This is the tenth and final in a series of posts on the OWASP Top Ten

Redirection scripts (called Transfers in .NET) do play a very useful role in modern web application architectures today. OAuth for instance, relies on browsers being bounced from a resource request to a login screen, and then back to the resource. This is often achieved by using redirection scripts.

We've all seen the 404 error when a page on a website is unavailable, and maybe you've seen the occasional 500 Internal Server Error when things have gone rather catastrophic.

But it's unlikely you've ever seen the fleeting 302 response that signifies to your browser that it's being redirected. It's exactly this type of script though that can be used by a hacker to either escalate their privilege or phish for unsuspecting users.

Let's say we have a redirection script on our plunger website:

http://acmeplungers.com/redirect.php?url=<target>

The 'target' variable should be the URL we are redirecting users to. We're wrapping all links on our website in this redirection script, so that we can track when our users click on links and where they go off to. Great! We're tracking our users' behaviour on our website, our marketing department love our geekyness!

Along comes our hacker though, and writes a spam email to some of our users which contains a link. When our scrupulous users look over the link in the email (which appears to have come from our CEO regarding a once in a lifetime opportunity to own a golden plunger) they see the following:

http://acmeplungers.com/redirect.php?secureoffertoken=1e2f7e8a6c7b6e08c578&jresp=goldensplunger&price=free&openjs=12hd09aa3f669fcc&url=evil.com

Well that looks legitimate

Our redirection script likely doesn't make use of any of the parameters the hacker has added to the URL ('secureoffertoken','jresp','price' or 'openjs'), in fact that's rather the point. The additional parameters make it look legitimate, and the fact that the link starts with the hostname of our webserver makes it even more legitimate.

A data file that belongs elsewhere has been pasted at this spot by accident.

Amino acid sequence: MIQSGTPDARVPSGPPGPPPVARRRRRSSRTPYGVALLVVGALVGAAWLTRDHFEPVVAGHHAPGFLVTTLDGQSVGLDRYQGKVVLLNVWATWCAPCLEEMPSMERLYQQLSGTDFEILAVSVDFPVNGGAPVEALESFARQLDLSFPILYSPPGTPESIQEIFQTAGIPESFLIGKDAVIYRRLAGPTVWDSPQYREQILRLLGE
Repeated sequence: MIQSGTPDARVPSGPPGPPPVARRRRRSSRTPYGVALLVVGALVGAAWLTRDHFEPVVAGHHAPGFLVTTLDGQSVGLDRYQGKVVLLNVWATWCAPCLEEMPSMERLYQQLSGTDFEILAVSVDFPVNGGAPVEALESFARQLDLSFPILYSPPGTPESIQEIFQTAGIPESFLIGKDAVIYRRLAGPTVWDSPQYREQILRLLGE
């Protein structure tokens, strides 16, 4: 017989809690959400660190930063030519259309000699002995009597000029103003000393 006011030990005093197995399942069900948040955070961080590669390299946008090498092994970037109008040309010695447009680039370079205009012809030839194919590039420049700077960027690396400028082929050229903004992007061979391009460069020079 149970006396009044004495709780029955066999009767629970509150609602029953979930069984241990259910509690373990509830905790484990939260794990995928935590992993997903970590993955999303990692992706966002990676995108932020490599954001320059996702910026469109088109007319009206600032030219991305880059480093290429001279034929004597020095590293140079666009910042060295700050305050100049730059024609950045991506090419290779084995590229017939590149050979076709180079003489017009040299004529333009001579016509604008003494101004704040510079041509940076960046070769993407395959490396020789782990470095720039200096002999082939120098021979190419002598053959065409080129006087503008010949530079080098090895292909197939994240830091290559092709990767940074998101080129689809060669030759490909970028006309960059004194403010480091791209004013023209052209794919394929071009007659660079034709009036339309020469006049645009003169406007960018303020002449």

But hidden on the end, way past where any mere mortal would normally bother to check (and is possibly contracted out of the hover-over tool-tip anyway) is the actual destination of this URL… evil.com.

Once there, the hacker could display a page that closely resembles ours and that asks users for their login credentials, it could install plugins or (to be fair) pretty much do anything they want with our users browser. Probably not what we want for our valuable users, after all it's our reputation that will be tarred, not the hackers!

So how do you guard against this type of attack

  • Don't use redirects if you don't have to. It seems obvious, but if there is another way of achieving the redirection without needing the browser to do it for you, then probably that should be a preference.
  • Don't use URLs as the target for a redirection. If you changed the URL to a page name (i.e. target=logout or target=payment) then behind the scenes your script can translate that into "oh, they want the payment page, it's over here..". This means an attacker can't give you an arbitrary link to redirect off to.
  • Validate all redirections. Sometimes you have no choice but to include a redirection script, and adding in a parameter is just too cumbersome given the size of your site. In this case you should add in some protections to make sure that the redirections are only going to hosts you approve of, and are permitted at their authenticated session level.

Th-Th-Th-Th-That's all folks!

Thanks for joining me on this series of posts on the OWASP Top Ten. Hopefully you've found it useful and interesting to briefly look at web services through the eyes of a hacker, and now understand the simple steps you can take to ensure your projects are better protected.

If any of these topics affected you or your business, then please do comment below or tweet me!

 

Join the conversation on Twitter:  @OWASP   #OWASPtop10   #Redirects

 

(Editor's note:  we acknowledge the cool work being performed by the great people at The OWASP Foundation and by those involved in the OWASP Top Ten Project that inspired these posts. Jonathan Jenkyn's full series on the OWASP Top Ten can be conveniently accessed and enjoyed via the hyperlinks below)

1st post - Injection

2nd post - Broken Authentication and Session Management

3rd post - Cross Site Scripting (XSS)

4th post - Insecure Direct Object References

5th post - Security Misconfiguration

6th post - Sensitive Data Exposure

7th post - Missing Function Level Access Control

8th post - Cross-Site Request Forgery (CSRF)

9th post - Using Components with Known Vulnerabilities

10th post - Unvalidated Redirects and Forwards

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